Anger over DB's Radler trademark win
Big brewer DB's victory in its long-running fight to trademark the name Radler sparked a flurry of outrage in the twitterverse.
DB trademarked the name in 2003, two years after its Monteith's Radler hit the market, and later took action in 2008 against Dunedin-based Green Man Brewery, saying its use of the name was a trademark breach.
The southern brewery was forced to relabel its beer "Green Man Cyclist".
But internationally radler, meaning 'cyclist' in German, is a term dating back to the 1920s used to describe a shandy-style light beer, usually about 2.5 per cent alcohol by volume, of Bavarian origin.
The Society of Beer Advocates (SOBA) applied to have DB's trademark revoked but yesterday the Intellectual Property Office (IPONZ) ruled in DB's favour.
The decision provoked outrage online.
''I think I might start up some coffee brands called latte, cappuccino, espresso & flat White and trademark the names,'' Ryan Allan tweeted.
Peter Darlington went further and suggested ''NZ tweeps'' - Kiwis on Twitter - boycott the brewery's products.
Cameron Campbell tweeted: ''Radler it TM? Gosh, quick, TM the word 'wine' put everyone out of business.''
Perhaps the most bitter response was a Tweet which linked up to an open letter from ''Dominic'' whose craft beer bar Hashigo Zake in Wellington likened the decision to a Pyrrhic victory, in that it came at a devastating cost to the victor.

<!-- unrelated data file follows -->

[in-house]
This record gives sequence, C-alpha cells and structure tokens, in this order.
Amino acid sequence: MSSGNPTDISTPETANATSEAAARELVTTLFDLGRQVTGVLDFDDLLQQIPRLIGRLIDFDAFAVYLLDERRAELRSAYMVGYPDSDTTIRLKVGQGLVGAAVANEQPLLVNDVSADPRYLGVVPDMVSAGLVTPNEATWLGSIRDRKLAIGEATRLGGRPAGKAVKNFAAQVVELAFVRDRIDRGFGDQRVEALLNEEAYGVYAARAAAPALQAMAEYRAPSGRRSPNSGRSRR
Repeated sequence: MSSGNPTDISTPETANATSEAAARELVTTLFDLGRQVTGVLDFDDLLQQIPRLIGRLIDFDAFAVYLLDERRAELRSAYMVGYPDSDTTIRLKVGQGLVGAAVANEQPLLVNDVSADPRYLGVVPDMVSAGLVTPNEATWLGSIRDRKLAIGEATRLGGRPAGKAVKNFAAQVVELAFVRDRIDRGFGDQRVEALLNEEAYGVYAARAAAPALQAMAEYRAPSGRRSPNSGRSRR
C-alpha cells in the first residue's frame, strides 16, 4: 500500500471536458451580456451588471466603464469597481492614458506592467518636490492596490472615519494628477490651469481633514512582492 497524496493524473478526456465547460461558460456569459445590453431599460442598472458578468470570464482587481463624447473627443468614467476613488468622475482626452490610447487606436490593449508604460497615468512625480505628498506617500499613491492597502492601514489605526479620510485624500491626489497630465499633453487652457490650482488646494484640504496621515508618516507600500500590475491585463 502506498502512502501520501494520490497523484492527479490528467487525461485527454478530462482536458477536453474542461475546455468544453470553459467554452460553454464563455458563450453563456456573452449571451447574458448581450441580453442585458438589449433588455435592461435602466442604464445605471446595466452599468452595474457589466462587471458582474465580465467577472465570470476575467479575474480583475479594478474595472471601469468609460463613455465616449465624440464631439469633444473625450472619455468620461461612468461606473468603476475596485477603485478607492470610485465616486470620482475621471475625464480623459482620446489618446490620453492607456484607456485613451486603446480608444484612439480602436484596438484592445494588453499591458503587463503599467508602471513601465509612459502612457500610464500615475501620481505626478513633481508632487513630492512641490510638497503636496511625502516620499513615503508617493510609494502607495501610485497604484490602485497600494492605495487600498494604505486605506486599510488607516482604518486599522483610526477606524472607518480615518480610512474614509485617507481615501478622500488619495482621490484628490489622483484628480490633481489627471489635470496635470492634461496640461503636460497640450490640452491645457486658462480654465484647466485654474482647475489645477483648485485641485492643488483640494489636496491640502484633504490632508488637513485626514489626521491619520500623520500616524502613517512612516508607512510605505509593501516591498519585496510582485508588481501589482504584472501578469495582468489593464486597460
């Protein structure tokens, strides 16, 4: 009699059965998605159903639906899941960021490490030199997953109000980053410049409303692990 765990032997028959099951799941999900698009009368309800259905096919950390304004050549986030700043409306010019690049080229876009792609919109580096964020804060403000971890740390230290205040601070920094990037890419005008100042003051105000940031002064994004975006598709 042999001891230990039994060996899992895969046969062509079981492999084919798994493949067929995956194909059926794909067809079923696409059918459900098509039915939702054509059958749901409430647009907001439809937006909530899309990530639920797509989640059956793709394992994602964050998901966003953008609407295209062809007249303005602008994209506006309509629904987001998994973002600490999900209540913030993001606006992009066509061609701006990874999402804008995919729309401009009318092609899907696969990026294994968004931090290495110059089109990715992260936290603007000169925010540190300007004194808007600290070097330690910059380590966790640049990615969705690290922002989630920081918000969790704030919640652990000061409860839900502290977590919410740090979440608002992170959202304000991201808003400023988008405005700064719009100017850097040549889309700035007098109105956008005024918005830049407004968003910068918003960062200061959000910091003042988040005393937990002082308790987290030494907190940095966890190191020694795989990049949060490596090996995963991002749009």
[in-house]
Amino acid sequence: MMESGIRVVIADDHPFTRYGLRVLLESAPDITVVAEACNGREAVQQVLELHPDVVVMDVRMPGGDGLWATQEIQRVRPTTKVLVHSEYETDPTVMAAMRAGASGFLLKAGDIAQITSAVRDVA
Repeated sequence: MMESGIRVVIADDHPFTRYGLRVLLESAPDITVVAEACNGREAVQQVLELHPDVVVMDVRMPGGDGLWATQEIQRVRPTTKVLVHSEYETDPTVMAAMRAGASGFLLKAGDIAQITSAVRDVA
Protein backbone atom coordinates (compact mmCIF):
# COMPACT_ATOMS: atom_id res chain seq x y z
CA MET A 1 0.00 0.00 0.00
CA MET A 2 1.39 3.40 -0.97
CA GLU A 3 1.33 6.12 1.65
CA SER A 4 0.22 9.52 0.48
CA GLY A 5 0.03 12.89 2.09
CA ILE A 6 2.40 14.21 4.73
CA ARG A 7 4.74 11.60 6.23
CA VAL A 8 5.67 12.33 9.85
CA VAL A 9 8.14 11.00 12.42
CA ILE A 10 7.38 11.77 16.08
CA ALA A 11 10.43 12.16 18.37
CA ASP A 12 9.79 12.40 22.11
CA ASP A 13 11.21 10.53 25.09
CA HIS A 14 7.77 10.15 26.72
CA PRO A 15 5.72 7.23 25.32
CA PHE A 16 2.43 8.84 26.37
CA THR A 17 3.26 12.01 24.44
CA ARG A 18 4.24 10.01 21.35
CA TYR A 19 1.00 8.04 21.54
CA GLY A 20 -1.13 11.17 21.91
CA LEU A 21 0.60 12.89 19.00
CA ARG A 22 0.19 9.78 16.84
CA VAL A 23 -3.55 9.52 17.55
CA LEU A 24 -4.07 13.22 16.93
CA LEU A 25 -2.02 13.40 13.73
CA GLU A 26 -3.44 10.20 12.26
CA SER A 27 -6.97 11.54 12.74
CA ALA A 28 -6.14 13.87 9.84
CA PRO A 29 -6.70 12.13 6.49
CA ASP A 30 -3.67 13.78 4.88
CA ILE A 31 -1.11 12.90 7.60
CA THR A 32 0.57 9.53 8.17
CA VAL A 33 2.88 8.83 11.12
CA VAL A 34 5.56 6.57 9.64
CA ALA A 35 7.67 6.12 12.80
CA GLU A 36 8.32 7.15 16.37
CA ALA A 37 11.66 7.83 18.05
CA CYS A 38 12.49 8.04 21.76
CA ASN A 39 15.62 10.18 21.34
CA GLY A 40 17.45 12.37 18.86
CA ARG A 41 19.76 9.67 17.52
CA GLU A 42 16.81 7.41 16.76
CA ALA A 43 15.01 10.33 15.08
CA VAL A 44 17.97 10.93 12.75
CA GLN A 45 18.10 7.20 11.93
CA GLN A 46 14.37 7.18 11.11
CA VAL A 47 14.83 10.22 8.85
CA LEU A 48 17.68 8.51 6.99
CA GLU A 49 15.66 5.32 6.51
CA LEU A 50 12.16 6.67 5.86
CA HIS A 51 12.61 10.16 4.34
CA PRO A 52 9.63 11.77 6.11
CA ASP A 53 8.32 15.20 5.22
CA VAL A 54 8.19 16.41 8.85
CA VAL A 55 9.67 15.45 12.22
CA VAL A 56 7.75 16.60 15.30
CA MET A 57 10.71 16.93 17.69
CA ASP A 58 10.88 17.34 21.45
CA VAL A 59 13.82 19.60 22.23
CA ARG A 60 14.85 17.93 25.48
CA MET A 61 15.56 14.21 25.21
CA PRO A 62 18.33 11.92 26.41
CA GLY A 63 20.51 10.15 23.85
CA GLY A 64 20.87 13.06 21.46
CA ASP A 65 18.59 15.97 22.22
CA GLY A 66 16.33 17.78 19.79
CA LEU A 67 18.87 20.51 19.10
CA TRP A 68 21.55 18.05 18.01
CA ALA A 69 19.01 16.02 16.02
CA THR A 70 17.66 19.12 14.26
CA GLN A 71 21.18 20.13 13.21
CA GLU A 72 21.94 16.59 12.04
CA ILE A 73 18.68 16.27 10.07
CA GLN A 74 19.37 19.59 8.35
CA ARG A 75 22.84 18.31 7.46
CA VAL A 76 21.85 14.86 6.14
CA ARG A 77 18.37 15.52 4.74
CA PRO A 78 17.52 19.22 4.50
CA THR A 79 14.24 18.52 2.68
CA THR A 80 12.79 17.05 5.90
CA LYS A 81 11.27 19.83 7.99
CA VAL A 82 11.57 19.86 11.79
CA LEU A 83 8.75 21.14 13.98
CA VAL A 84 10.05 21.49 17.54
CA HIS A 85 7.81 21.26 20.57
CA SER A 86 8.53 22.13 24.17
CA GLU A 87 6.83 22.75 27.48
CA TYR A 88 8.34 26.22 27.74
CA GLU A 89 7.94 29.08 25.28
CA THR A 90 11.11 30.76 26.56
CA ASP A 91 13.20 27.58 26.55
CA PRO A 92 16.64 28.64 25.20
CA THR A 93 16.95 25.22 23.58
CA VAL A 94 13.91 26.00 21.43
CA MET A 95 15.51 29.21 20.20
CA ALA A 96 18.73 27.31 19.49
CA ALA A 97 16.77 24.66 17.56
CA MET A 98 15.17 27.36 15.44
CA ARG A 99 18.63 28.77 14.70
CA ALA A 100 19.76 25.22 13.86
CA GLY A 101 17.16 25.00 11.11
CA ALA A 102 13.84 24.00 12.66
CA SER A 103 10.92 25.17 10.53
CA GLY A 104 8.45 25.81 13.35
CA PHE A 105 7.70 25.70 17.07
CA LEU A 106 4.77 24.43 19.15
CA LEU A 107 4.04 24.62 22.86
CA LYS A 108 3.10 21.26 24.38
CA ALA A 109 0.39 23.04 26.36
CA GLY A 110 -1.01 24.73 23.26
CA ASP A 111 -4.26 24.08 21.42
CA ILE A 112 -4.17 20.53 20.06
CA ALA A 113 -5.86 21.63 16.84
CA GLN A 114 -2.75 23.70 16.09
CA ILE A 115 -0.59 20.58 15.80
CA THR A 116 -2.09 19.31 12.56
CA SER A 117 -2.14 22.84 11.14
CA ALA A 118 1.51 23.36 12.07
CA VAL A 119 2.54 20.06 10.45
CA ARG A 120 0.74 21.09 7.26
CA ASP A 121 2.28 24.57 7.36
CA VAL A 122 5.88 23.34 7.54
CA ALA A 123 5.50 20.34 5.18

His letter, on the blog theliquorladder, said he would never carry any products from the brewery now and would refuse to serve their reps.
''So with overall sales of beer falling but the market for small independent breweries growing, you have a victory that demonstrates you have nothing but contempt for New Zealand consumers and other brewers,'' he said.
A Facebook group calling for a boycott of DB's products was also set up.
SOBA said the finding was ''extremely disappointing''.
''Imagine a firm registering the term 'Muesli' when used to describe cereal or 'Jalapeno' when used to describe hot sauce," said SOBA secretary Greig McGill.
''Our stated position has always been that we do not think that any brewery should own the name of a beer style.''
DB said it had not sought the trademark to prevent competition or restrict consumers access to different types of beer products.
''Our trade mark has never stopped shandy or lemon or lime flavoured beverages being made by local brewers under their own brand name,'' said DB general manager marketing Clare Morgan.
IPONZ awarded costs to DB but Morgan said it would not be asking SOBA to pay up.